Sister Pauline McShain, 90, of Rosemont, the daughter of a wealthy Philadelphia contractor who could have led a life of luxury at her family’s estate in Ireland but chose to become a nun, an educator, and, later, a philanthropist, died Friday, March 8, of complications from pneumonia at Bryn Mawr Hospital.
Born in Philadelphia, Sister Pauline, known as “Polly,” was the only child of Mary Horstmann and John McShain. Her father owned one of America’s leading construction companies, John McShain Inc. From the 1930s to the 1960s, he was the prime contractor for 100 buildings in Washington, including the Pentagon, Jefferson Memorial, and John F. Kennedy Center for the Performing Arts. He funneled his wealth into the John McShain Charities, which underwrote many Catholic causes.
Sister Pauline graduated in 1946 from the Academy of the Holy Child in Suffern, N.Y., and that year entered the Society of the Holy Child Jesus. She made her first vows in 1949 and her final vows in 1954.
Sister Pauline inherited the giving spirit of her parents, said Sister Mary Ann Buckley, a friend in the Society of the Holy Child Jesus. “Sister Polly loved both her extended family and her Holy Child community with great affection and loyalty; she dedicated her life to the service of others in diverse ways, both nationally and internationally.”
Sister Pauline taught elementary school at Oak Knoll School of the Holy Child in Summit, N.J., in the early 1950s. She taught English and religion at the Holy Child School in Rosemont starting in 1952 and served as the first principal of Holy Child’s senior school from 1956 to 1966.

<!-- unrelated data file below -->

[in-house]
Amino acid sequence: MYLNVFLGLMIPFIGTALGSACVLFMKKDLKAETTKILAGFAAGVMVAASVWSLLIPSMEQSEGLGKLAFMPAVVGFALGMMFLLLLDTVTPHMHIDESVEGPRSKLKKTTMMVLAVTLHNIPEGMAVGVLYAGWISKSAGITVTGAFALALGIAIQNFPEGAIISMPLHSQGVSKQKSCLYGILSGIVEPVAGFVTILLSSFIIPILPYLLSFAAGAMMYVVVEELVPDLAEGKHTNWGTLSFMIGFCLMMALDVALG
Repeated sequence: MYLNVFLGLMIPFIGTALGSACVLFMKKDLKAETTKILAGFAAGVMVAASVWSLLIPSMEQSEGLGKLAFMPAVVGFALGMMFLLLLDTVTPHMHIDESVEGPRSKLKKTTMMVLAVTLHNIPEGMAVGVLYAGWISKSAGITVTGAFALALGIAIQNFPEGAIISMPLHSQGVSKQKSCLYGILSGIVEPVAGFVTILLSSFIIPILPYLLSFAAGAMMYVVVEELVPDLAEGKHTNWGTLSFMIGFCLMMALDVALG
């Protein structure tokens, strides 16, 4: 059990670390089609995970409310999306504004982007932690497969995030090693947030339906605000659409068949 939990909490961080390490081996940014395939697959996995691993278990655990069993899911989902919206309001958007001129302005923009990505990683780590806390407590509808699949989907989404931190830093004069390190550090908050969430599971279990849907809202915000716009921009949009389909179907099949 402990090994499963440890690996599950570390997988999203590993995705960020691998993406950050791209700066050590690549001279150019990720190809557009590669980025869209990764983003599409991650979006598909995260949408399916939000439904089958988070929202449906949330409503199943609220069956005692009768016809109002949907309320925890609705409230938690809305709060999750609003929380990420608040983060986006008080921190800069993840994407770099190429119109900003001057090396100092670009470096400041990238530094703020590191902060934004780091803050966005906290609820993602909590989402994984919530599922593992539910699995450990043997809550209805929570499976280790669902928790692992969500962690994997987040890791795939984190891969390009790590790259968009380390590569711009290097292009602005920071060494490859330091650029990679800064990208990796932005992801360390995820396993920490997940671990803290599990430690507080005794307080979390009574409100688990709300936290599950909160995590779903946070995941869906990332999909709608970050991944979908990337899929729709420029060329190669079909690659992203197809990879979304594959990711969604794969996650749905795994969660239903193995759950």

Former Inquirer reporter Sally A. Downey remembered Sister Pauline as a gifted English teacher.
“She loved diagramming sentences all over the blackboard, and it drove me crazy, but I learned,” Downey said.
Sister Pauline trained new members of the Sisters of the Holy Child Jesus in the late 1960s before going to Lagos, Nigeria, where she lectured from 1971 to 1973 at the National Institute of Religious Education.
“She got what she told us was her dearest wish when she briefly became a missionary in Africa,” Downey said.
The religious society sent Sister Pauline to Catholic dioceses in White Plains, N.Y., Bridgeport, Conn., and Newark, N.J., where she worked in various roles from 1976 to 1986.
She was elected to the Society of the Holy Child Jesus General Council, and lived in Rome for six years ending in 1992. While she was serving on the council, her father died in 1989.
Her mother was living in Killarney House, County Kerry, Ireland, an estate with 25,000 acres that the McShains had acquired in 1956. As her mother’s health declined, Sister Pauline spent time at the home, supervising her mother’s care and managing the property.
After her mother died in 1998, Sister Pauline moved to Rosemont, where she served as president of the John McShain Charities before closing the organization in 2000. The Killarney House and grounds were sold to Ireland for a nominal fee and have become a national park.
In the 2000s, Sister Pauline volunteered at Siloam, a nonprofit in Philadelphia that serves people living with HIV/AIDS. In 2013, she moved to Holy Child Center in Rosemont, a retirement facility. She read and followed world and church events.
Sister Pauline earned a bachelor of arts degree in English from Rosemont College in 1958; a master of arts in secondary education from Villanova University in 1959; a master of arts in religious studies from Catholic University of America in 1971; and a master of science in pastoral counseling from Iona College in 1980.
She served on the boards of Rosemont College, Ireland’s Heritage Preservation Foundation, St. Joseph’s Preparatory School, the Philadelphia Museum of Art, and the Hagley Museum and Library.
She is survived by many cousins.
A viewing starting at 9:45 a.m. Saturday, March 16, will be followed by an 11 a.m. Mass of Christian Burial at St. Thomas of Villanova, the Rosemont Chapel, 1229 E. Lancaster Ave., Bryn Mawr. Burial will be at Calvary Cemetery, West Conshohocken.